Greetings, I have an I,J,K 3D volume of amplitude values at regularly sampled time intervals. I have an I,J 2D slice which contains a time (K) value at each I, J location. What I would like to do is extract a subvolume at a constant +/ K window around the slice. Is there an easy way to do this using advanced indexing or some other method? Thanks in advanced for your help.  Jack Kind Regards, Jack Cook Jack Cook
On Wed, Jul 16, 2008 at 16:45, <Jack.Cook@shell.com> wrote:
Greetings,
I have an I,J,K 3D volume of amplitude values at regularly sampled time intervals. I have an I,J 2D slice which contains a time (K) value at each I, J location. What I would like to do is extract a subvolume at a constant +/ K window around the slice. Is there an easy way to do this using advanced indexing or some other method? Thanks in advanced for your help.
cube[:,:,Khalf_width:K+half_width]  Robert Kern "I have come to believe that the whole world is an enigma, a harmless enigma that is made terrible by our own mad attempt to interpret it as though it had an underlying truth."  Umberto Eco
Robert, I can understand how this works if K is a constant time value but in my case K varies at each location in the twodimensional slice. In other words, if I was doing this in a for loop I would do something like this for i in range(numI): for j in range(numJ): k = slice(i,j) trace = cube(i,j,khalf_width:k+half_width) # shove trace in sub volume What am I missing?  Jack Original Message From: numpydiscussionbounces@scipy.org [mailto:numpydiscussionbounces@scipy.org]On Behalf Of Robert Kern Sent: Wednesday, July 16, 2008 4:56 PM To: Discussion of Numerical Python Subject: Re: [Numpydiscussion] Numpy Advanced Indexing Question On Wed, Jul 16, 2008 at 16:45, <Jack.Cook@shell.com> wrote:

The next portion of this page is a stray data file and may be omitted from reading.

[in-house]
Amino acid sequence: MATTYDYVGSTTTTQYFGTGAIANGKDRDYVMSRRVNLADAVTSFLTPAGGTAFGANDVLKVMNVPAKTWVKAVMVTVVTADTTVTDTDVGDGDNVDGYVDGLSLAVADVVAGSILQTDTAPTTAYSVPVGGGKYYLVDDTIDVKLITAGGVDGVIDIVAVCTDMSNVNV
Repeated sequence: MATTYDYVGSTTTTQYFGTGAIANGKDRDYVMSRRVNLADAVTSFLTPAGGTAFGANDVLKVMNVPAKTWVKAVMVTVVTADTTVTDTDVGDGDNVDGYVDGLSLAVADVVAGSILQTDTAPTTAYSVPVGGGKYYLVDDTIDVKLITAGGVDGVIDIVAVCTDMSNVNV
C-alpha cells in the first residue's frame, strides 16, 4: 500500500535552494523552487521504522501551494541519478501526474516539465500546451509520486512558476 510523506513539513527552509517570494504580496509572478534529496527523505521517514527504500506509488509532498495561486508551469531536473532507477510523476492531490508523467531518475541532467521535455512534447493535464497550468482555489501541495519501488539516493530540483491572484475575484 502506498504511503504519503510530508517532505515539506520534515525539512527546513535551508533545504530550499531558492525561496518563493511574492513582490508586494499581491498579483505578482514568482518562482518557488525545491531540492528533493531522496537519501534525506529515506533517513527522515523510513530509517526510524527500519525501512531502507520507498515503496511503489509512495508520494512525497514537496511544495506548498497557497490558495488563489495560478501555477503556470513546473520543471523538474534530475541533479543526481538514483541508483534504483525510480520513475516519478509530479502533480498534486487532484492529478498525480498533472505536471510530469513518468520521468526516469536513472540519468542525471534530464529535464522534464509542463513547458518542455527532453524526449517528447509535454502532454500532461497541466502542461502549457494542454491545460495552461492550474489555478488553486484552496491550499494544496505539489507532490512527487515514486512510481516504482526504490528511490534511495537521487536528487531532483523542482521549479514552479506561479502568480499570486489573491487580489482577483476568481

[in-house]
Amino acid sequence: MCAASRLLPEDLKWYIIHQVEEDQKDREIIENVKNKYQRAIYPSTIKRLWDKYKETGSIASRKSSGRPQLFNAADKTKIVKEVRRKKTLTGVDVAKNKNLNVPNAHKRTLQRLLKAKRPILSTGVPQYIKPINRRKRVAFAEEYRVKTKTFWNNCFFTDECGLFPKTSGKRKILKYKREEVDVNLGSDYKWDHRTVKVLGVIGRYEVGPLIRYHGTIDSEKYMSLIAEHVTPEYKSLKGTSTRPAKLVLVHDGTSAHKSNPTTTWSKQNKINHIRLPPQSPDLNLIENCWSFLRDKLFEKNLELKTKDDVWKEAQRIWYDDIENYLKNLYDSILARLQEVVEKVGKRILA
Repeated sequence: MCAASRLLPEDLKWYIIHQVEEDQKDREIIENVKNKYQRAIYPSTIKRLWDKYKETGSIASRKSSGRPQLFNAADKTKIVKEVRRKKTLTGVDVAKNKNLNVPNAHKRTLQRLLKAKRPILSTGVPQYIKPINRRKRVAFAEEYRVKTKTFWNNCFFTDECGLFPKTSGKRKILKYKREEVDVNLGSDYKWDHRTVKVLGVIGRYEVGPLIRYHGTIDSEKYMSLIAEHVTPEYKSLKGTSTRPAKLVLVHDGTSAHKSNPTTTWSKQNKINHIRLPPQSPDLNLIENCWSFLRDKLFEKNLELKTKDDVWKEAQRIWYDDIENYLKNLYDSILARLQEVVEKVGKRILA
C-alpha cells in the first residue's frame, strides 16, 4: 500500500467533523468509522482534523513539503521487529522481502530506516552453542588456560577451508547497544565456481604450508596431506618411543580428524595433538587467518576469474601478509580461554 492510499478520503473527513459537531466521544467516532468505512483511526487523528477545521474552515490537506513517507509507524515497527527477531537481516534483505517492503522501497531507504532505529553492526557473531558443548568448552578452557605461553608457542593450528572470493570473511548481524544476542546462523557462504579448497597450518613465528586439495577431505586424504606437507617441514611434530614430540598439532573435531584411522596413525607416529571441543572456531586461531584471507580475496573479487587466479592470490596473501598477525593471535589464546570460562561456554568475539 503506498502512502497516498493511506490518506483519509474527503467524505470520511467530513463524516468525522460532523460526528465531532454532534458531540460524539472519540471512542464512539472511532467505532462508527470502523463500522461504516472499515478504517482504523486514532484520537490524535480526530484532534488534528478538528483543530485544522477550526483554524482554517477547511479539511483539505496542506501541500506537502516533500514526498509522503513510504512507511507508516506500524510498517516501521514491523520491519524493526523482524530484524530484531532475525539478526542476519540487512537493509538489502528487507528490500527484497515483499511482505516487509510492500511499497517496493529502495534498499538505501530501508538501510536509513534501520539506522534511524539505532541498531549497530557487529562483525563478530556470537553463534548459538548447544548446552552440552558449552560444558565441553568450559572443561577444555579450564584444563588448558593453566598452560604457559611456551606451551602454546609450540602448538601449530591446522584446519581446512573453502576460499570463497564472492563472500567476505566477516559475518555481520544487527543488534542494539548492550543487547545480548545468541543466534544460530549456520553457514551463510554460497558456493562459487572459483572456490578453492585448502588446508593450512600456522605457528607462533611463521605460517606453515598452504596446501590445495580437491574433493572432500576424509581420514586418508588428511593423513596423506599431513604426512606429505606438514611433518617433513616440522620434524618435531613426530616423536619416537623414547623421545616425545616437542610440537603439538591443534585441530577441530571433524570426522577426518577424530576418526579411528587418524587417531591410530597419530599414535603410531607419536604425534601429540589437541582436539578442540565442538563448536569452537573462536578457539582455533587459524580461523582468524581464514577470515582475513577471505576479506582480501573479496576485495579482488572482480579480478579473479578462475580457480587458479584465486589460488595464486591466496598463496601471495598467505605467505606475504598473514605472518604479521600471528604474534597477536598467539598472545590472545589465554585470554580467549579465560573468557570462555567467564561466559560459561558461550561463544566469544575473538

Greetings,
I have an I,J,K 3D volume of amplitude values at regularly sampled time intervals. I have an I,J 2D slice which contains a time (K) value at each I, J location. What I would like to do is extract a subvolume at a constant +/ K window around the slice. Is there an easy way to do this using advanced indexing or some other method? Thanks in advanced for your help.
cube[:,:,Khalf_width:K+half_width]  Robert Kern "I have come to believe that the whole world is an enigma, a harmless enigma that is made terrible by our own mad attempt to interpret it as though it had an underlying truth."  Umberto Eco _______________________________________________ Numpydiscussion mailing list Numpydiscussion@scipy.org http://projects.scipy.org/mailman/listinfo/numpydiscussion
On Wed, Jul 16, 2008 at 17:12, <Jack.Cook@shell.com> wrote:
Robert,
I can understand how this works if K is a constant time value but in my case K varies at each location in the twodimensional slice. In other words, if I was doing this in a for loop I would do something like this
for i in range(numI): for j in range(numJ): k = slice(i,j) trace = cube(i,j,khalf_width:k+half_width) # shove trace in sub volume
What am I missing?